When asked if he could imagine doing business with his former partner again, Vekselberg pauses. “This is not an easy time, emotionally. It is not easy. Practically, it will be difficult [to work with him again]. You should understand our relationship. Len is my friend. He is very active in Russia, but very rarely asks me to help him in Russia, because he has his own connections. I am active in the US, but rarely ask him for help there. This is our relationship.”
There is no mention of Russian business activities in Blavatnik’s biography on Access’s website, nor trace of its remaining Russian industrial asset: its stake in Sual Partners, the vehicle still jointly controlled by him and Vekselberg. Sual owns a 26.5 per cent stake in the aluminium giant Rusal, where Blavatnik was a board member from 2007 to 2016.
Rusal was taken off the sanctions list in January this year after Deripaska reached an agreement with Washington to give up control of the company. Days later, Democratic lawmakers accused Treasury secretary Steven Mnuchin of cutting Rusal a favourable deal and alleged he had a conflict of interest after Access bought a stake in a film company linked to Mnuchin in 2017.
Both Access and Mnuchin deny that Blavatnik’s company acquired any shares from Mnuchin. In a statement, Blavatnik’s spokesman said: “Neither Mr Blavatnik nor any Access-related individual or representative has ever engaged in any lobbying activities with regard to Rusal.”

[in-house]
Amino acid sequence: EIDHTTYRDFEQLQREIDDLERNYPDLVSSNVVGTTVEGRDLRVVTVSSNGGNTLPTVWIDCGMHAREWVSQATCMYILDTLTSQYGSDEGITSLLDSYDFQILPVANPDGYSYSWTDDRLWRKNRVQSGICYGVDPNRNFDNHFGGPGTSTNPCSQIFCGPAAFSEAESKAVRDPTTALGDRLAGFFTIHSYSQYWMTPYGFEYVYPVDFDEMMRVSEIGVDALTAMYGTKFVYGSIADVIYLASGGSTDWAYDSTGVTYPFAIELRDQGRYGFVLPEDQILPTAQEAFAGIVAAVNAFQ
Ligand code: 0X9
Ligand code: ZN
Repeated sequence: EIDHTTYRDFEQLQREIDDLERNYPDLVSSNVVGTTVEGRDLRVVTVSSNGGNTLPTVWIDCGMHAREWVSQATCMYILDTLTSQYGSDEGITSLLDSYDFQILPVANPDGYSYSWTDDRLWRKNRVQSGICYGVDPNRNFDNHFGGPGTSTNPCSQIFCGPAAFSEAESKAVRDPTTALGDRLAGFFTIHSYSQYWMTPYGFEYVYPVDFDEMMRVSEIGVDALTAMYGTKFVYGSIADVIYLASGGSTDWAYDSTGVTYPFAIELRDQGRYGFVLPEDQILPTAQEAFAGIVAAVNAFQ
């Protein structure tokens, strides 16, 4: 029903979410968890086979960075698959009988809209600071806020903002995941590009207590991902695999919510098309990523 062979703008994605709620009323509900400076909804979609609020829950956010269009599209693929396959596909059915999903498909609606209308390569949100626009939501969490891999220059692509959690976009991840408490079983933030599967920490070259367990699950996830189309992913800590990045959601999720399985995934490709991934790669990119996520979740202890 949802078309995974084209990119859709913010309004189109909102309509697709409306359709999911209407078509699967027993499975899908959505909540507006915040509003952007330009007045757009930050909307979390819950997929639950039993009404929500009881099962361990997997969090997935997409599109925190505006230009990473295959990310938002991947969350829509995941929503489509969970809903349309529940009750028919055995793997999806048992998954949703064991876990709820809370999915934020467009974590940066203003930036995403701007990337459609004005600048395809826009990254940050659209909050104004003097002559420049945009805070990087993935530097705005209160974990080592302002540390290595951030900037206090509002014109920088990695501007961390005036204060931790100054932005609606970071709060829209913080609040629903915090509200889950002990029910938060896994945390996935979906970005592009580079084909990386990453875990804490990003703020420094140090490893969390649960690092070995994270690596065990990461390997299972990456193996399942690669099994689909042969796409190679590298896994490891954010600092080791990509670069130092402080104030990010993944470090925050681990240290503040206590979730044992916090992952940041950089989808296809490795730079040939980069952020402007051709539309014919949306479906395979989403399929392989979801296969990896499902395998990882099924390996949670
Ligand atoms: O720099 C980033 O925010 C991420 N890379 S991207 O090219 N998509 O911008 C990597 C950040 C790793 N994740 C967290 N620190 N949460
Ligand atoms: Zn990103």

The decision to lift sanctions on Rusal nevertheless boosted Blavatnik’s wealth: the shares Access holds in Sual give it an indirect stake in Rusal of less than 10 per cent in the $5.5bn company.
It has been almost three decades since Blavatnik and Vekselberg sat on a New York rooftop and discussed the riches on offer in Russia. Today, thanks in part to the money they made together, Blavatnik owns property worth more than $250m in Manhattan, while Vekselberg is banned from visiting.
“Len and Viktor chose different paths. There is a fight between Russia and the west. It is not a very smart fight. But Viktor chose the wrong side. And Blavatnik chose the right side, the stronger side,” says the Soviet-born oligarch who made his fortune at the same time. “[Len] became Lord of the Dance . . . a Sir, a noble person. Viktor is the world’s enemy.”
Just as there will likely never again be such a remarkable shift of wealth from public to private hands as he and his peers enjoyed after the collapse of the Soviet Union, there will also likely never be another Blavatnik. The gates through which his fortune passed from east to west have slammed shut. His rise took place during a period of late-20th and early-21st century capitalism when money flowed with extraordinary freedom across borders and oceans, and when the western establishment eagerly welcomed the owners of that money.
“I would like to congratulate Viktor, and also thank him for persuading me to start a joint business many years ago,” Blavatnik said at the 2015 gala in Moscow. “Thanks again, that you persuaded me on that roof.”
Henry Foy is the FT’s Moscow bureau chief. Max Seddon is an FT Moscow correspondent Follow @FTMag on Twitter to find out about our latest stories first. Subscribe to FT Life on YouTube for the latest FT Weekend videos